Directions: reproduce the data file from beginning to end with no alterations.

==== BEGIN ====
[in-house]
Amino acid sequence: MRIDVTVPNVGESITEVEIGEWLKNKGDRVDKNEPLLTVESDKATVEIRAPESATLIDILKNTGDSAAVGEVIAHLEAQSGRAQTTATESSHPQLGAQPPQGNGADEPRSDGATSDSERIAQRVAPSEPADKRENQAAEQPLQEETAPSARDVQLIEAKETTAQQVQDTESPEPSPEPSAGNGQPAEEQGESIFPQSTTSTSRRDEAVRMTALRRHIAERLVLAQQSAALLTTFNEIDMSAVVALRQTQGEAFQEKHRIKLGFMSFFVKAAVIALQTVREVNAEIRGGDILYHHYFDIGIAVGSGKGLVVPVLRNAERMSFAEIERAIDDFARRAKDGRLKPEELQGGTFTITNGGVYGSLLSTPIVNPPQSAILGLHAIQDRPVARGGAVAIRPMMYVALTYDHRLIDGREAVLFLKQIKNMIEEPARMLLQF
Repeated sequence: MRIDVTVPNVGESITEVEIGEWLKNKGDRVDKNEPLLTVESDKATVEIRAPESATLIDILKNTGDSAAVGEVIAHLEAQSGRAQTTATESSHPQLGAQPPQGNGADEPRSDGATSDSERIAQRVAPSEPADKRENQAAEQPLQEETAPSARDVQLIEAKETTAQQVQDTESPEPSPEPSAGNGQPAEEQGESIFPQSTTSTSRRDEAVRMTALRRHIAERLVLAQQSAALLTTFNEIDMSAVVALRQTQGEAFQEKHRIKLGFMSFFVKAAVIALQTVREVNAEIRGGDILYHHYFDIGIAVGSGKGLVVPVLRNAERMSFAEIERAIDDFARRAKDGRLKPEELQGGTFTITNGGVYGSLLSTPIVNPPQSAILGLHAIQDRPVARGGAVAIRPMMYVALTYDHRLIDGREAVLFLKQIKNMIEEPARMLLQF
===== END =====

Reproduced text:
[in-house]
Amino acid sequence: MRIDVTVPNVGESITEVEIGEWLKNKGDRVDKNEPLLTVESDKATVEIRAPESATLIDILKNTGDSAAVGEVIAHLEAQSGRAQTTATESSHPQLGAQPPQGNGADEPRSDGATSDSERIAQRVAPSEPADKRENQAAEQPLQEETAPSARDVQLIEAKETTAQQVQDTESPEPSPEPSAGNGQPAEEQGESIFPQSTTSTSRRDEAVRMTALRRHIAERLVLAQQSAALLTTFNEIDMSAVVALRQTQGEAFQEKHRIKLGFMSFFVKAAVIALQTVREVNAEIRGGDILYHHYFDIGIAVGSGKGLVVPVLRNAERMSFAEIERAIDDFARRAKDGRLKPEELQGGTFTITNGGVYGSLLSTPIVNPPQSAILGLHAIQDRPVARGGAVAIRPMMYVALTYDHRLIDGREAVLFLKQIKNMIEEPARMLLQF
Repeated sequence: MRIDVTVPNVGESITEVEIGEWLKNKGDRVDKNEPLLTVESDKATVEIRAPESATLIDILKNTGDSAAVGEVIAHLEAQSGRAQTTATESSHPQLGAQPPQGNGADEPRSDGATSDSERIAQRVAPSEPADKRENQAAEQPLQEETAPSARDVQLIEAKETTAQQVQDTESPEPSPEPSAGNGQPAEEQGESIFPQSTTSTSRRDEAVRMTALRRHIAERLVLAQQSAALLTTFNEIDMSAVVALRQTQGEAFQEKHRIKLGFMSFFVKAAVIALQTVREVNAEIRGGDILYHHYFDIGIAVGSGKGLVVPVLRNAERMSFAEIERAIDDFARRAKDGRLKPEELQGGTFTITNGGVYGSLLSTPIVNPPQSAILGLHAIQDRPVARGGAVAIRPMMYVALTYDHRLIDGREAVLFLKQIKNMIEEPARMLLQF